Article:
International Consensus Study of Antipsychotic Dosing psychotic drugs are required to guide clin- ical dosing as well as design and interpret reference, estimated clinical equivalency research studies. Available dosing guide- lines are limited by the methods and data for sulpiride to 10.0 for trifluperidol. Sev- istics, including age, hepatic and renal Method: With a two-step Delphi method, the authors surveyed a diverse group function, stage and illness severity, sex, mined median clinical dosing equivalents ed for selected clinical circumstances.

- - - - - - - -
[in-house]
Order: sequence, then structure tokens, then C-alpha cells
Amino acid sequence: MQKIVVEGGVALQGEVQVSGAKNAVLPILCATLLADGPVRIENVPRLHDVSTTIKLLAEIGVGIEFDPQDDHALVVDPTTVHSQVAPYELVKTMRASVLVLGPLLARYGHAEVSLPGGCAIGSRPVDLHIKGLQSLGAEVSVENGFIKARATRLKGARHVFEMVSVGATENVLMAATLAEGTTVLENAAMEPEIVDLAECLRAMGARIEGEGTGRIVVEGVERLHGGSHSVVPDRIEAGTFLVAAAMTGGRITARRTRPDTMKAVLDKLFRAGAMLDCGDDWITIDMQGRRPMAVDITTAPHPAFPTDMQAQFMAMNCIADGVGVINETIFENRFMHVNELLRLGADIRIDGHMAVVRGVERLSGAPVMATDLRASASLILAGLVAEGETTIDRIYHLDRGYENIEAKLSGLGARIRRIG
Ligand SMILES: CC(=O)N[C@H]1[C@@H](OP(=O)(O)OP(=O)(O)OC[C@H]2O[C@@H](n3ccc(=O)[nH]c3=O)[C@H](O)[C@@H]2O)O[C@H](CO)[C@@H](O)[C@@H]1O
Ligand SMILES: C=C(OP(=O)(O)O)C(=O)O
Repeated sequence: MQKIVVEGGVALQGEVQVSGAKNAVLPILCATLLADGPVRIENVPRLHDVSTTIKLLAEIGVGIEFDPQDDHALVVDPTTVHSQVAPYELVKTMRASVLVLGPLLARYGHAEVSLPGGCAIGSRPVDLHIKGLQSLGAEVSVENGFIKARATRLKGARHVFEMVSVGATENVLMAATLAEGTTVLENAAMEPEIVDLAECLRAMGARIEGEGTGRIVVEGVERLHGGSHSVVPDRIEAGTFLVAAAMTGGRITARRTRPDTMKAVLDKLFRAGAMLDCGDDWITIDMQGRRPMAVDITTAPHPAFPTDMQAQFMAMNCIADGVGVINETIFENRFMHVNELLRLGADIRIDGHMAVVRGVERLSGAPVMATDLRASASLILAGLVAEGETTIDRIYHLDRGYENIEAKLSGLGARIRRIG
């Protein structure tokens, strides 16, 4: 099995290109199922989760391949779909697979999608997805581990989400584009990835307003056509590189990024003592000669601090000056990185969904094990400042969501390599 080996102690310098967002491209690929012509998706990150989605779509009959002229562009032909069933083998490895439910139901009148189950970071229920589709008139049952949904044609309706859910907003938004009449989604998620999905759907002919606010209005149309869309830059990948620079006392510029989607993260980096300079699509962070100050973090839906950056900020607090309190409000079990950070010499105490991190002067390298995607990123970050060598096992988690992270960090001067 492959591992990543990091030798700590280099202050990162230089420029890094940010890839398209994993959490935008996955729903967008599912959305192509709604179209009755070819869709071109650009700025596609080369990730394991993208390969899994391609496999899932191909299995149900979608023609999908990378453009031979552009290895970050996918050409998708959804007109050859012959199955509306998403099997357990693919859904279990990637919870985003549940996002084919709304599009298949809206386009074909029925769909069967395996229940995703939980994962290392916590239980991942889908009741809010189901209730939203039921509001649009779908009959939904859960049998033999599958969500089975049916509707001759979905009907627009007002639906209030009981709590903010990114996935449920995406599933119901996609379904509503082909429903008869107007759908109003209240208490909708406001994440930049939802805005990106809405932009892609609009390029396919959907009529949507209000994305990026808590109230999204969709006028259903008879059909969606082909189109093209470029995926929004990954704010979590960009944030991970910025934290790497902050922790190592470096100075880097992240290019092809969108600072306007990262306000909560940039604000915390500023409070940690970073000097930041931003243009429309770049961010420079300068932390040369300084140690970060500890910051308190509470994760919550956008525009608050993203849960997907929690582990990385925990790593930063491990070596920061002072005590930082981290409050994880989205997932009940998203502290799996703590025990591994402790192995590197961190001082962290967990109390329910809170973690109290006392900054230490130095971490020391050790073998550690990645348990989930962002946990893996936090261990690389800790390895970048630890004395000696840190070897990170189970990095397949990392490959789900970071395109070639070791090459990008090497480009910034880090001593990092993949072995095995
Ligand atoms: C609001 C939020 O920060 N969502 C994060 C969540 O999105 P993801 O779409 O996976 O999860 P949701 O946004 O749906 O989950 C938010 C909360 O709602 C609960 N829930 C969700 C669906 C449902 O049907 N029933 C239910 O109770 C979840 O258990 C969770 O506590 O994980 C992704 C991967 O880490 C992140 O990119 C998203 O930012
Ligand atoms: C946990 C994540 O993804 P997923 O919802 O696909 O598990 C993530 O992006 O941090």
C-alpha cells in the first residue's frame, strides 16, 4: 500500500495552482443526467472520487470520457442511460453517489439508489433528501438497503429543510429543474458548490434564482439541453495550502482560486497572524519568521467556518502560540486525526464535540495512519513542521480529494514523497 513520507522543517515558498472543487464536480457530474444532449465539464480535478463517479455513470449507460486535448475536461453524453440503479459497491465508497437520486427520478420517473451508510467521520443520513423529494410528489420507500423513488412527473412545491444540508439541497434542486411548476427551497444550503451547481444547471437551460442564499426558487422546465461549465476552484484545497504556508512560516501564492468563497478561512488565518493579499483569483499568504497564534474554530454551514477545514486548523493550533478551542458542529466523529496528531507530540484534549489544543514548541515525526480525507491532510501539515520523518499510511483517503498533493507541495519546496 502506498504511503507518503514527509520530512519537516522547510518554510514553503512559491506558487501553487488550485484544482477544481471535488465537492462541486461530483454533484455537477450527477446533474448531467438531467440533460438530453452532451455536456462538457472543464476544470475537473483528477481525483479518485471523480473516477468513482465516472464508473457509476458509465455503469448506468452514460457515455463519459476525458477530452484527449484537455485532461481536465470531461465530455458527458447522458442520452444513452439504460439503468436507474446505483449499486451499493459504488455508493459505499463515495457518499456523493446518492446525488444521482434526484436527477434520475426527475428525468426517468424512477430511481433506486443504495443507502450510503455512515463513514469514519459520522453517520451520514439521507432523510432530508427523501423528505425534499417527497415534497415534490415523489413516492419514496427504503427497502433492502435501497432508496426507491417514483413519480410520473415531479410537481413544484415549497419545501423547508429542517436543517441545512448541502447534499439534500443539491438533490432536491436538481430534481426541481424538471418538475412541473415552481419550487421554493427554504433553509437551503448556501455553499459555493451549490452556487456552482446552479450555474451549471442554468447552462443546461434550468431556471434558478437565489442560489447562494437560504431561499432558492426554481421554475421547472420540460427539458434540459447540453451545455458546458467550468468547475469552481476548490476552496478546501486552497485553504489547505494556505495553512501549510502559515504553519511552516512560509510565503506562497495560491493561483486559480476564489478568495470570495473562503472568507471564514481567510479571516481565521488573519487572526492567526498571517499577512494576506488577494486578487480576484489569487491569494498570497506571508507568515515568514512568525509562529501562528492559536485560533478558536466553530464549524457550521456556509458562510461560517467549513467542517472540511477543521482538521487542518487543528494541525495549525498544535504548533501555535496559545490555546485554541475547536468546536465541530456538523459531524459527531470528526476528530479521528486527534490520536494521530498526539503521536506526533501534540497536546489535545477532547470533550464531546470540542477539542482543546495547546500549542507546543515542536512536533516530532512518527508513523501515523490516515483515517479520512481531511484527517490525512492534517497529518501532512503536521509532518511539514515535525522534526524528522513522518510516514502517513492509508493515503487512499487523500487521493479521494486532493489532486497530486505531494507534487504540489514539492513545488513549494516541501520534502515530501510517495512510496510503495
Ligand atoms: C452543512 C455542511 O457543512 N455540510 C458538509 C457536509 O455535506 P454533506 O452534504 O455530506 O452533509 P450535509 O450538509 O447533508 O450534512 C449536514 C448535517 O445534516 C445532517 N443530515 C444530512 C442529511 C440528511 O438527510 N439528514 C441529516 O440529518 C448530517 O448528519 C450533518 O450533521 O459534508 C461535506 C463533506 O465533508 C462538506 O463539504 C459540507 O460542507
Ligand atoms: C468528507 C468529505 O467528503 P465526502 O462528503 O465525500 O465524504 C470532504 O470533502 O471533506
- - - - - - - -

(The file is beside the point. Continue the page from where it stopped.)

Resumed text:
cally employed antipsychotic drugs. They can support clinical practice, trial design, disorders for 37 oral agents and 14 short- (Am J Psychiatry Gardner et al.; AiA:1–8) Clinical management of antipsychotic drug treat- based survey of research and clinical experts. We aimed to ment is increasingly complex, with growing numbers and develop an internationally representative set of clinically applications of clinically employed agents, inconclusive equivalent dosing estimates and dosing recommenda- findings among treatment efficacy and effectiveness trials tions for most clinically employed first- and second-gen- involving first- or second-generation antipsychotic drugs, and polytherapy with complex drug combinations (1–12). Despite growing clinical and research requirements for reliable dosing estimates, available dosing guidelines rest on a severely limited research base (2, 13–18). Proposed schemes usually are based on averages of doses recom- We identified colleagues with experience in clinical research mended by manufacturers and approved by regulatory and in the clinical use of antipsychotic drugs, based on prelimi- bodies or on expert-estimates of approximate clinically nary literature searches, reputation among peers, and by investi- equivalent potency (2, 13, 19). It would be desirable to gator consensus. We sought geographically and demographically base such potency comparisons on randomized, especial- diverse participation. Research experts were considered eligible only if they had at least five peer-reviewed publications related ly head-to-head, comparisons of a range of antipsychot- specifically to clinical trials of antipsychotic drugs. Clinical ex- ics at several fixed doses, and across various diagnostic, perts were referred by participating research experts as particu- illness severity, comorbidity, and demographic variables. larly knowledgeable in the use of antipsychotic medicines, with However, currently available information arising from extensive clinical practice experience.